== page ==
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  1. #1
    KenM's Avatar
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    J&C Micro / Imagelink HQ Film

    Once Canada Custom's get's off their collective butts and clears my package from J&C, I'll have a box of 4x5 Imagelink HQ film to play with....

    I purchased this film with the intent of using it for extreme contrast expansion, mainly to photograph petroglyphs (very little contrast, often less than 1 stop). However, I have no experience with this film, so I'm asking if anyone here has used this film in situations where contrast is extremely low.

    I realize that J&C supplies the Spur developer to develop the film 'normally', but that's not what I'm after.

    My standard suite of developers include HC110, D76, and XTOL. I've also heard that using Dektol for about 3 minutes (not sure of the dilution) with Techpan resulted in about a 4-5 stop increase in constrast - perhaps that will work with Imagelink film as well.

    I've searched Kodak's website but I was unable to find any information on using this film in this way. In fact, I couldn't find much information on developing this film at all...

    Ideas/Suggestions?
    Cheers!

    -klm.

  2. #2
    reellis67's Avatar
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    Quote Originally Posted by KenM
    Once Canada Custom's get's off their collective butts and clears my package from J&C, I'll have a box of 4x5 Imagelink HQ film to play with....

    I purchased this film with the intent of using it for extreme contrast expansion, mainly to photograph petroglyphs (very little contrast, often less than 1 stop). However, I have no experience with this film, so I'm asking if anyone here has used this film in situations where contrast is extremely low.

    I realize that J&C supplies the Spur developer to develop the film 'normally', but that's not what I'm after.

    My standard suite of developers include HC110, D76, and XTOL. I've also heard that using Dektol for about 3 minutes (not sure of the dilution) with Techpan resulted in about a 4-5 stop increase in constrast - perhaps that will work with Imagelink film as well.

    I've searched Kodak's website but I was unable to find any information on using this film in this way. In fact, I couldn't find much information on developing this film at all...

    Ideas/Suggestions?
    I would suggest extending the development times, since contrast is a function of development for the most part. If you can, I would certainly try some test shots at different dev times before you do anything important.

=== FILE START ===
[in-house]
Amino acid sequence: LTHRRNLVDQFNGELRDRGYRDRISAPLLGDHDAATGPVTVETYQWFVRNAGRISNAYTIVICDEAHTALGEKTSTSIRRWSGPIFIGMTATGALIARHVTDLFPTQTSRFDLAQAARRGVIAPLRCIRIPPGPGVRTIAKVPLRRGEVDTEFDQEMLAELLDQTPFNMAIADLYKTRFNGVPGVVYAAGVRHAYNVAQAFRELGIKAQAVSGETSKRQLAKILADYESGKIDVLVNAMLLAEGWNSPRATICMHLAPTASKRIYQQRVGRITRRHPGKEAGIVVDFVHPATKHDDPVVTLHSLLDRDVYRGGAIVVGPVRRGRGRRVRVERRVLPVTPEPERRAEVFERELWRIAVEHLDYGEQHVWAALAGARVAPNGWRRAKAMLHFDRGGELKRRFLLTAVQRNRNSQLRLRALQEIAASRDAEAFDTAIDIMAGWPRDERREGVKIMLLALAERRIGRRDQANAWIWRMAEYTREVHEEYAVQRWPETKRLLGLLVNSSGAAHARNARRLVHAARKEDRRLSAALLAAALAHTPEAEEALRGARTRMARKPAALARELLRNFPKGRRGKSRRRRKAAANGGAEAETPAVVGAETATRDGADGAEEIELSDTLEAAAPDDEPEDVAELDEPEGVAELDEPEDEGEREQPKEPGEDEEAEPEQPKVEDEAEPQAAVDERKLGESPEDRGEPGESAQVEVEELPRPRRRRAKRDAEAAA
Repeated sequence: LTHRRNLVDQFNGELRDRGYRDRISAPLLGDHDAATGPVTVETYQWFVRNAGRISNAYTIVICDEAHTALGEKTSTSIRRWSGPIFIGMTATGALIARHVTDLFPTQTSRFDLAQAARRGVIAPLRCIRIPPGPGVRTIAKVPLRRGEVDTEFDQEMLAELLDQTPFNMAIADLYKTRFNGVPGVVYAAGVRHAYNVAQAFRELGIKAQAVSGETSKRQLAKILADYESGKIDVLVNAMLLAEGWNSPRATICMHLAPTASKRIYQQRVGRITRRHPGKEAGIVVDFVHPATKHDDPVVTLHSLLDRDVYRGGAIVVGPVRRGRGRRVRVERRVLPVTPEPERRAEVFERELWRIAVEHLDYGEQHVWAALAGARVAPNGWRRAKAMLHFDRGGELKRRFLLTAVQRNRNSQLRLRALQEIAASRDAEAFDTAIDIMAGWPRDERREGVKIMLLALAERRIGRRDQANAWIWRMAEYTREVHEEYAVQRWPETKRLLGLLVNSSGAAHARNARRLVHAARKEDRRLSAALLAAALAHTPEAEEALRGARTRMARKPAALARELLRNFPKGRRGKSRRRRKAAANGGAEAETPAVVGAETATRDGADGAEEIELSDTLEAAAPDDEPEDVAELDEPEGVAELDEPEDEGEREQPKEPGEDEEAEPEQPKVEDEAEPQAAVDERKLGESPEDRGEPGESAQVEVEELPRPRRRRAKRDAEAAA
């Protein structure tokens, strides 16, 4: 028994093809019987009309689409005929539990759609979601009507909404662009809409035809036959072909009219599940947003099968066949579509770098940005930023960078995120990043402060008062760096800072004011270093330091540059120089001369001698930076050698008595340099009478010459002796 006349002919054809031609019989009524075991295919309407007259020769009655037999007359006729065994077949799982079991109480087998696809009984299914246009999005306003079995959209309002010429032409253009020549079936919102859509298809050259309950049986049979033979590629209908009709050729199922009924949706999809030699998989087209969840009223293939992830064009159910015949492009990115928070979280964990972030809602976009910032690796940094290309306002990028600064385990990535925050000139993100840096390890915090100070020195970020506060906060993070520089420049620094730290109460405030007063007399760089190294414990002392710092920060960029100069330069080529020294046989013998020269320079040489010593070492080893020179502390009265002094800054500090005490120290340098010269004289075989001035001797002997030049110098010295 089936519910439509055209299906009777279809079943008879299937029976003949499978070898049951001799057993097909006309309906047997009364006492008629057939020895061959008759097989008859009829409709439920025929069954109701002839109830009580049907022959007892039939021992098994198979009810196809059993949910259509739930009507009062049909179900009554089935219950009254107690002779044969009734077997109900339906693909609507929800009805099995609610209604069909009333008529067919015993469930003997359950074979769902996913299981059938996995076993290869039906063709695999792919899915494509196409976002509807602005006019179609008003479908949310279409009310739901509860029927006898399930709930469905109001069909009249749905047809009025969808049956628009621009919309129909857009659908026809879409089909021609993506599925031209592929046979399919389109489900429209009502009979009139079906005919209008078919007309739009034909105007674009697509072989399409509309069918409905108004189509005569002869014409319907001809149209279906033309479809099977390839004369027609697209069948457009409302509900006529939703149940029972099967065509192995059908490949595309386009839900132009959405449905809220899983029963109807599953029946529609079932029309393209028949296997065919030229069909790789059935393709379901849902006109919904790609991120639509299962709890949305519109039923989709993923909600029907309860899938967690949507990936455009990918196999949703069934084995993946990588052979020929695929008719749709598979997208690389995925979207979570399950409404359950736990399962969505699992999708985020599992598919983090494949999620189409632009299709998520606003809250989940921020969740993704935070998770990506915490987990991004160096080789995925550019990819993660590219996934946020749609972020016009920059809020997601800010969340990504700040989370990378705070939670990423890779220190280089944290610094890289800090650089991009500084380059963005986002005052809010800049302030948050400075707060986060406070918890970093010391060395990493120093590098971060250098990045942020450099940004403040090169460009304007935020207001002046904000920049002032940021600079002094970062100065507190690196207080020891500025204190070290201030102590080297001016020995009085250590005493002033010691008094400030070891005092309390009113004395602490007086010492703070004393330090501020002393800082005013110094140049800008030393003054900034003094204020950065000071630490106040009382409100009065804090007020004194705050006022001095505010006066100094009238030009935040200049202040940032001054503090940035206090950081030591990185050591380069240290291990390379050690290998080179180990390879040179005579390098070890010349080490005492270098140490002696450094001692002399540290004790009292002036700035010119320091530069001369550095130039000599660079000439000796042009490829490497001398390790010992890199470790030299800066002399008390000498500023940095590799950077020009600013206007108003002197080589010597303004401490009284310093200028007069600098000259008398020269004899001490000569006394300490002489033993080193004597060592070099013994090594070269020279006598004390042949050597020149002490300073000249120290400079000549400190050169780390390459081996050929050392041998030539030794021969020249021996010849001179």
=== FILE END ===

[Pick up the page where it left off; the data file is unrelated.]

There are some links on the PN site about this film and HC-110, but nothing in 4x5, only 35mm. I found them by searching with 'Imagelink HQ'.

    I would love to see your petroglyph shots when you get them done. I have a number of color images from New Mexico that turned out alright, but they were more contrasty (the petroglyphs themselves) than what you are talking about.

    - Randy

  3. #3
    Donald Qualls's Avatar
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    I've used Imagelink HQ (16 mm) at normal contrast for everyday subjects in HC-110 -- it requires very dilute developer, low agitation, and a much shorter development time than would be common for conventional films in such dilute soup. For very high contrast, I'd suggest starting with suggested times and soups for Tech Pan as a high contrast film; the two emulsions are similar in a number of ways, seeming to differ mostly in the lack of extended red sensitivity in the case of Imagelink HQ.

    The Massive Dev Chart, for Tech Pan, shows "continuous tone, high contrast" and EI 100-250 for a range of four to twelve minutes in Dilution B -- that time range would take Tri-X from EI 250 to 1600, so I'd expect significant contrast control. This figure fits well with extrapolation from my experience with high dilutions, also, as do the EI figures for higher dilutions.

    Do test before you photograph important images, but you should be able to get a range from about N-2 to N+4 with that film and a suitable selection of developers, times, and agitation schemes.
    Photography has always fascinated me -- as a child, simply for the magic of capturing an image onto glossy paper with a little box, but as an adult because of the unique juxtaposition of science and art -- the physics of optics, the mechanics of the camera, the chemistry of film and developer, alongside the art in seeing, composing, exposing, processing and printing.



 

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